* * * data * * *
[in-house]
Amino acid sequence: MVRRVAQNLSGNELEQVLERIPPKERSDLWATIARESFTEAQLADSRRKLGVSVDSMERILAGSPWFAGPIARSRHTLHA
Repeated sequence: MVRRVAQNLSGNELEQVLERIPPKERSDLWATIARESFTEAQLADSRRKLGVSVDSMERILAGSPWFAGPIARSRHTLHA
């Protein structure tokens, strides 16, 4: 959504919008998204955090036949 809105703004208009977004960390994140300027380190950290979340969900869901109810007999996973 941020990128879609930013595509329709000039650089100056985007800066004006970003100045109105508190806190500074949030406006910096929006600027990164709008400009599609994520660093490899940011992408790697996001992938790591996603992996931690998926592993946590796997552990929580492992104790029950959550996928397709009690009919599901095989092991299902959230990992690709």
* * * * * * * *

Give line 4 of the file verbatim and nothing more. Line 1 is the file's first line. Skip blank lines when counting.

């Protein structure tokens, strides 16, 4: 959504919008998204955090036949 809105703004208009977004960390994140300027380190950290979340969900869901109810007999996973 941020990128879609930013595509329709000039650089100056985007800066004006970003100045109105508190806190500074949030406006910096929006600027990164709008400009599609994520660093490899940011992408790697996001992938790591996603992996931690998926592993946590796997552990929580492992104790029950959550996928397709009690009919599901095989092991299902959230990992690709």